Despite this week’s rain, the dry weather over the past month has brought increasing concerns about possible impacts on early crops like strawberries, whose season usually begins in about a month. But according to Joe Czajkowski who grows about 20 acres of strawberries in North Hadley, Massachusetts, there are there are some up sides to the dryness.
“It’s actually not a bad thing because you don’t get as many diseases if it’s dry. You don’t get as many, you know, as many problems. So this…weather where we’ve been able to manage the water has actually been helpful and it should have a nice crop. The pollination on the blossoms has been nice. Everything….is looking surprisingly good.”
Czajkowski adds area farmers have been using systems to protect their crop from frost, to irrigate plants during the day. Sonia Schloeman, a fruit specialist with UMass-Extension, concurs. She sees little potential for damage to the strawberry crop, compared with last year, when warm weather brought an early season, followed by a prolonged frost.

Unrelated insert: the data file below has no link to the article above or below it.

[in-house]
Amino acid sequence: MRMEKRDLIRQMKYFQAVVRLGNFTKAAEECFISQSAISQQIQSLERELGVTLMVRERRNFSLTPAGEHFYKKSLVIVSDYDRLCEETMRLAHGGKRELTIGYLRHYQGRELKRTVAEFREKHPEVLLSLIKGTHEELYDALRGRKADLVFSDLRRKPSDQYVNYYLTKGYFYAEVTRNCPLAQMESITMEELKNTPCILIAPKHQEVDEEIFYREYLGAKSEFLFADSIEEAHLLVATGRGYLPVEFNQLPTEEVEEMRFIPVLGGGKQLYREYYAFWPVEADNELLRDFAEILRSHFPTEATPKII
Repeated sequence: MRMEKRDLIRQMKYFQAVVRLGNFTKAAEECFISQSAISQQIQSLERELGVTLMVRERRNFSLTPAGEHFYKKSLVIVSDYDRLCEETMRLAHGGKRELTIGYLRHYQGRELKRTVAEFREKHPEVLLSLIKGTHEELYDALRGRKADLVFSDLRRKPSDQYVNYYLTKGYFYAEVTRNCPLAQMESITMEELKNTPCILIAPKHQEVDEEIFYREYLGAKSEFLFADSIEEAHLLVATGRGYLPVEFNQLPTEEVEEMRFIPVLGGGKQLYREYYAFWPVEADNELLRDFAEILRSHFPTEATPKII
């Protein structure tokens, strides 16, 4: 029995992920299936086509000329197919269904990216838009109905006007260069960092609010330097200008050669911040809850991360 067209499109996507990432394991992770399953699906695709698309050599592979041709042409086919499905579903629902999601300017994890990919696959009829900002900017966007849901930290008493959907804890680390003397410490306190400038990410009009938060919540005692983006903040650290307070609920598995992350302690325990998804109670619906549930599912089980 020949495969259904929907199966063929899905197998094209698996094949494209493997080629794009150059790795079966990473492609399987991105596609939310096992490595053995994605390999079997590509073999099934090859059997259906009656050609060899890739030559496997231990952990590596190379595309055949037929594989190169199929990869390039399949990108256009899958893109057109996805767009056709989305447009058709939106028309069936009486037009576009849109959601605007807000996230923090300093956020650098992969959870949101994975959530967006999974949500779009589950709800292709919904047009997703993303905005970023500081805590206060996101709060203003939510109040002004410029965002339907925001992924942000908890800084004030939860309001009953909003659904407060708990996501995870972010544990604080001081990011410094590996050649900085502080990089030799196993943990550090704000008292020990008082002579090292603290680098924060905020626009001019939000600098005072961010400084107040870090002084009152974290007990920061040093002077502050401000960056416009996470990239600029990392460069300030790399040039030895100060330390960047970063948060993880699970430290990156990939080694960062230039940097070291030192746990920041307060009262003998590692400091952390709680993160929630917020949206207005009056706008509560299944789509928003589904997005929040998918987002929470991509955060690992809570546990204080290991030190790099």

“Most of our farmers are pretty prepared for whatever sort of weather they’re going to be having, because by now they’ve probably seen just about everything. So they are pretty good at dealing with things like this and it means a lot of work. If you’re having to irrigate at this time of year, it means a lot of time spent moving irrigation pipe around. But it’s certainly worth it when it means saving their crops.”
According to the USDA, Massachusetts strawberry farmers generated more than $3.5 million in sales in 2012. The harvest in New England accounted for nearly $17 million last year.